I am still trying to understand the intrigue of 160M. I have a 160M fractal I put up occasionally and am experimenting. The launch angle issue is a fascinating one to work out. However, the QRN on 160M really does a number on my hearing. After a few minutes listening on 160M my ears literally ring. I do appreciate the many friendly and technically savvy OM's that hang on 160, BTW. As mentioned, I have about 100 hours on 160m over two 'DX Seasons': 56 worked/45 confirmed.
section of one of my HF antennas, 2012; Here is a section before it gets weatherized and raised; raised barely visible
Most hams are happy to know that smaller antennas are possible---but then take some used wire and throw up a dipole. Hey! I think think that's great! Any way of operating these days is a plus, as most US hams have not been OTA in years, if ever. And, of course, a vast majority of US hams have never been near the HF bands. ANY antenna is a springboard to a new world. Dive in! Join us!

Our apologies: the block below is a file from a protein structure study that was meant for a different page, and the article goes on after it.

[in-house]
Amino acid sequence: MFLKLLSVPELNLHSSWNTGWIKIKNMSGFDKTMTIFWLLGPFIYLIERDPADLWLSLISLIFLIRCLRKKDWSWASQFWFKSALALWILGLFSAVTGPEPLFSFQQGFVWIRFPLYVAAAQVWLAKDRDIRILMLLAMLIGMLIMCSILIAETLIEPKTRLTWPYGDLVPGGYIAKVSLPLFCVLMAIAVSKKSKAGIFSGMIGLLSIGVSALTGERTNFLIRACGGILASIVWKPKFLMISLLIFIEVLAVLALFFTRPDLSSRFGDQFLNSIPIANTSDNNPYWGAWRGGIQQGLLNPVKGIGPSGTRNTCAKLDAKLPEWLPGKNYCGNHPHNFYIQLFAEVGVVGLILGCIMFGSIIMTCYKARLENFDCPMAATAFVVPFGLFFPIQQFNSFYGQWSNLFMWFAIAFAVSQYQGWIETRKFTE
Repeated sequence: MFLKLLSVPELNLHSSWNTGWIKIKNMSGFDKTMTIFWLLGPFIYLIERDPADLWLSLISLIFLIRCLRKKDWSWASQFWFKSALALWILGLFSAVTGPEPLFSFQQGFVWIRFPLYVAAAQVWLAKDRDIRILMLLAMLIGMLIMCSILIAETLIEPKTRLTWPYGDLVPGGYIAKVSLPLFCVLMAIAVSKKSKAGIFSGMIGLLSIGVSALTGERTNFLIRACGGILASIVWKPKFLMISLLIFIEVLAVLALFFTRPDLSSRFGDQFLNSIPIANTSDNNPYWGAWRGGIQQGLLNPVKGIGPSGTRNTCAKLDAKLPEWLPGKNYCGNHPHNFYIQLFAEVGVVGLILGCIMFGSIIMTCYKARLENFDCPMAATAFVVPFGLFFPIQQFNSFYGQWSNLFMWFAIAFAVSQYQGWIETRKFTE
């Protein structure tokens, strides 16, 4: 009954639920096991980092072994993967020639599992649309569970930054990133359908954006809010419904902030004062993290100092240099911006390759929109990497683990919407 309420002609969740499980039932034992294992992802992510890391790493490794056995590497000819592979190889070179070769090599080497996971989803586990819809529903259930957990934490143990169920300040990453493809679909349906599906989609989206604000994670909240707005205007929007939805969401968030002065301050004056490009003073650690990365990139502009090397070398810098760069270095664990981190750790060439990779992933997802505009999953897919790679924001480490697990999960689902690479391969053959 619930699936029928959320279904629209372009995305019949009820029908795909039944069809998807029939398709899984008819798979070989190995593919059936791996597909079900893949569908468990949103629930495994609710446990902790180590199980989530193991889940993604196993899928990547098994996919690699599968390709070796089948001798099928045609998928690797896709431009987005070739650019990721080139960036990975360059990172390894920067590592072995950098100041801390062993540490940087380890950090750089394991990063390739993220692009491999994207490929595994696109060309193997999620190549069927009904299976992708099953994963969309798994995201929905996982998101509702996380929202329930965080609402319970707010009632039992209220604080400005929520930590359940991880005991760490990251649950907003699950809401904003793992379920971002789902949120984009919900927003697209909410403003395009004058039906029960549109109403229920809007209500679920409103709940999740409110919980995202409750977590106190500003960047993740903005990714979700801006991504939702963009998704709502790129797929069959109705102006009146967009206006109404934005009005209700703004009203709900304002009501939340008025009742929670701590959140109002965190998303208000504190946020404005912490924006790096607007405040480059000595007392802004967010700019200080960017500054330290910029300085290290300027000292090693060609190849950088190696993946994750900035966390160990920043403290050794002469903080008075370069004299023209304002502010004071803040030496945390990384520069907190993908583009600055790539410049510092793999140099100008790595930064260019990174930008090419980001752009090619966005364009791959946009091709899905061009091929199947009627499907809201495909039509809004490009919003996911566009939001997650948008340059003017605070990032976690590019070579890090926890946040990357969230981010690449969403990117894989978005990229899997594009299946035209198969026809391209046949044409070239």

MORE FUN WITH FRACTALS
In mid-2007, after 12 years, the US patent office finally acknowledged, through patent award, that I am the pioneer in the use of fractals in tuned circuits ('resonators'), IOW, fractal resonators . This topic is now a hotbed for researchers in electronics, who have also (re)discovered the value in using fractals, particularly in small, sharp, multiband filters at microwave. Thus I have had the humbling distinction of giving rise to at least two modern technologies from my Part 97 tinkering:-) Below is a cover of a book on the subject and one of my fractal filters, a field I founded more than 20 years ago. 'Time will tell'! Indeed:-)!
I have been acknowledged via patent as the 'source' inventor of fractal filters. Folks are slowly catching up:-) USP 7256751
Lately I've gotten some notoriety for inventing the first wideband invisibility cloak (it uses fractal resonators). But sorry--I really am not interested in Harry Potter! Take a look at the video links below: